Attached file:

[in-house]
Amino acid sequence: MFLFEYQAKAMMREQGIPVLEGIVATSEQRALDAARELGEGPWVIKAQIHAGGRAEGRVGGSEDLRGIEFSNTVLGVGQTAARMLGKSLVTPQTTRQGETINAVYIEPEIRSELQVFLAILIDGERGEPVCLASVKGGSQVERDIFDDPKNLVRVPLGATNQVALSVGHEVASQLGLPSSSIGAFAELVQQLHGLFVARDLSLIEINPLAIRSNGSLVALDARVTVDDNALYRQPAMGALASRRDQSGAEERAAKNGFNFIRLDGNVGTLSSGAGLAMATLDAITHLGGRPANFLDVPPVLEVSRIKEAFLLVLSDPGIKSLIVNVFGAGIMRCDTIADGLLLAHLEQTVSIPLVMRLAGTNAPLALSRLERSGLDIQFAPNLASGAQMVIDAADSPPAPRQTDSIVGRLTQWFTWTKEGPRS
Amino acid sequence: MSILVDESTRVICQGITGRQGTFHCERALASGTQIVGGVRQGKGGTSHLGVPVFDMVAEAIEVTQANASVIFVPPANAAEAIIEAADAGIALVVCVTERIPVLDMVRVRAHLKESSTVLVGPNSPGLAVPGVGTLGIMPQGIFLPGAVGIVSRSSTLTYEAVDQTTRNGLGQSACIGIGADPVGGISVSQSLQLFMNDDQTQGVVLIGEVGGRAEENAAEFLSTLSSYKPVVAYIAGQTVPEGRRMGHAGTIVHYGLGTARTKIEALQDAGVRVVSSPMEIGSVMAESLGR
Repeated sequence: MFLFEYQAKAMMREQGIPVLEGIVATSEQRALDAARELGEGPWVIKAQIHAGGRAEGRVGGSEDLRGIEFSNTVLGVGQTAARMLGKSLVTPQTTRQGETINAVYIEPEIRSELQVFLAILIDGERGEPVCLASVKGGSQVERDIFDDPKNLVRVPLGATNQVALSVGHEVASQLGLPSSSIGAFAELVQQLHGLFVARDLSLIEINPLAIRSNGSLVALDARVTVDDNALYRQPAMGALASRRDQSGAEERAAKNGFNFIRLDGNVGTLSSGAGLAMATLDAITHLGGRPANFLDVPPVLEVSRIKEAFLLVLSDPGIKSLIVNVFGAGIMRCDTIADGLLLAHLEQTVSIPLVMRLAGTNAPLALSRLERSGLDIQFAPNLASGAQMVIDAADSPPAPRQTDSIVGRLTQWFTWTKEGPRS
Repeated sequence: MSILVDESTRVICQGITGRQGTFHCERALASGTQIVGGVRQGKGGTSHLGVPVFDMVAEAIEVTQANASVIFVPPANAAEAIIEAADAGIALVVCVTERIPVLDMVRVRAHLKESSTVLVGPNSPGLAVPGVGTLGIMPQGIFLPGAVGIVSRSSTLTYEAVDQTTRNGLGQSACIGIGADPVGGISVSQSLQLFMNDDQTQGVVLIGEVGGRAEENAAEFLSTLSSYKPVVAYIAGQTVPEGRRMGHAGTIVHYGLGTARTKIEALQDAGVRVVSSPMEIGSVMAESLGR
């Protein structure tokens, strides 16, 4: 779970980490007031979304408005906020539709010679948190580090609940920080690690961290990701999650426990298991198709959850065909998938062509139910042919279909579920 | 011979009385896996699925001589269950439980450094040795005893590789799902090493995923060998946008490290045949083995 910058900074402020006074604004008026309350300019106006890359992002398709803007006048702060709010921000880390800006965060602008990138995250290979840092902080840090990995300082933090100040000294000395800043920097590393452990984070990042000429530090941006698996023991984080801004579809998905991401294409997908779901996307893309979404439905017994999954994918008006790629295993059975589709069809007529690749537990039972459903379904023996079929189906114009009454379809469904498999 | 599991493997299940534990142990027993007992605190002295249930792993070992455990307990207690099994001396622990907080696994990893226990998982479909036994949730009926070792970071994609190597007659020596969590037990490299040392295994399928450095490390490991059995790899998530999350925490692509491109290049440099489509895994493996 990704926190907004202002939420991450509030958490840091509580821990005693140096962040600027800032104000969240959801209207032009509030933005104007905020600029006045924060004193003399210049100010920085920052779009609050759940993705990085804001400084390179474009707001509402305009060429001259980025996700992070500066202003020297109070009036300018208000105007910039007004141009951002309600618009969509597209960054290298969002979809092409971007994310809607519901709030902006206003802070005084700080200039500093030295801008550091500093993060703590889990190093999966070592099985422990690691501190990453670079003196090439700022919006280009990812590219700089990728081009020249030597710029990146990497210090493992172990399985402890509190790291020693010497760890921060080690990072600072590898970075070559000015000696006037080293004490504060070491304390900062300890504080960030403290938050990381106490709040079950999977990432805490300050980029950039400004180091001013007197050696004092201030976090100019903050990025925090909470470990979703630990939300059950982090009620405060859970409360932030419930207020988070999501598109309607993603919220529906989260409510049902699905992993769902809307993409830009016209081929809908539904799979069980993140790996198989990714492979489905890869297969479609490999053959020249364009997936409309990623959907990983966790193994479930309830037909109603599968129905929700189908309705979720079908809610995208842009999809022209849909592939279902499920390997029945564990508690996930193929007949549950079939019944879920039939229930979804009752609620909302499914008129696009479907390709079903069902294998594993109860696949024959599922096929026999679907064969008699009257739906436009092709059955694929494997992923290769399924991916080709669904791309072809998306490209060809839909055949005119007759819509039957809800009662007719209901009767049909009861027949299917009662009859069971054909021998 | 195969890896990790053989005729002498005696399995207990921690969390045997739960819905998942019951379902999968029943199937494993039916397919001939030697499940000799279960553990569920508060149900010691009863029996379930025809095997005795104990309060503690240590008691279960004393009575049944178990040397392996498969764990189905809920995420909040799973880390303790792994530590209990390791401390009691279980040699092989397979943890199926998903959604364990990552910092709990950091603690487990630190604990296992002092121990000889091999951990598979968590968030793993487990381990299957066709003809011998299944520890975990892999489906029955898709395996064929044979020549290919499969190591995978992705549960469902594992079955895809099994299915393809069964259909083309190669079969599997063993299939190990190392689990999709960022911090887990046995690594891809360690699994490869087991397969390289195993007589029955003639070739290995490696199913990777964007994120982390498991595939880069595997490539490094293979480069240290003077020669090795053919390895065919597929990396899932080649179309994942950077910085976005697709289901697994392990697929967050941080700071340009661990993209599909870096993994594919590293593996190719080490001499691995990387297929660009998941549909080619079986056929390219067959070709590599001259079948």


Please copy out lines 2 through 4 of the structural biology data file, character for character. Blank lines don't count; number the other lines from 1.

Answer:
Amino acid sequence: MFLFEYQAKAMMREQGIPVLEGIVATSEQRALDAARELGEGPWVIKAQIHAGGRAEGRVGGSEDLRGIEFSNTVLGVGQTAARMLGKSLVTPQTTRQGETINAVYIEPEIRSELQVFLAILIDGERGEPVCLASVKGGSQVERDIFDDPKNLVRVPLGATNQVALSVGHEVASQLGLPSSSIGAFAELVQQLHGLFVARDLSLIEINPLAIRSNGSLVALDARVTVDDNALYRQPAMGALASRRDQSGAEERAAKNGFNFIRLDGNVGTLSSGAGLAMATLDAITHLGGRPANFLDVPPVLEVSRIKEAFLLVLSDPGIKSLIVNVFGAGIMRCDTIADGLLLAHLEQTVSIPLVMRLAGTNAPLALSRLERSGLDIQFAPNLASGAQMVIDAADSPPAPRQTDSIVGRLTQWFTWTKEGPRS
Amino acid sequence: MSILVDESTRVICQGITGRQGTFHCERALASGTQIVGGVRQGKGGTSHLGVPVFDMVAEAIEVTQANASVIFVPPANAAEAIIEAADAGIALVVCVTERIPVLDMVRVRAHLKESSTVLVGPNSPGLAVPGVGTLGIMPQGIFLPGAVGIVSRSSTLTYEAVDQTTRNGLGQSACIGIGADPVGGISVSQSLQLFMNDDQTQGVVLIGEVGGRAEENAAEFLSTLSSYKPVVAYIAGQTVPEGRRMGHAGTIVHYGLGTARTKIEALQDAGVRVVSSPMEIGSVMAESLGR
Repeated sequence: MFLFEYQAKAMMREQGIPVLEGIVATSEQRALDAARELGEGPWVIKAQIHAGGRAEGRVGGSEDLRGIEFSNTVLGVGQTAARMLGKSLVTPQTTRQGETINAVYIEPEIRSELQVFLAILIDGERGEPVCLASVKGGSQVERDIFDDPKNLVRVPLGATNQVALSVGHEVASQLGLPSSSIGAFAELVQQLHGLFVARDLSLIEINPLAIRSNGSLVALDARVTVDDNALYRQPAMGALASRRDQSGAEERAAKNGFNFIRLDGNVGTLSSGAGLAMATLDAITHLGGRPANFLDVPPVLEVSRIKEAFLLVLSDPGIKSLIVNVFGAGIMRCDTIADGLLLAHLEQTVSIPLVMRLAGTNAPLALSRLERSGLDIQFAPNLASGAQMVIDAADSPPAPRQTDSIVGRLTQWFTWTKEGPRS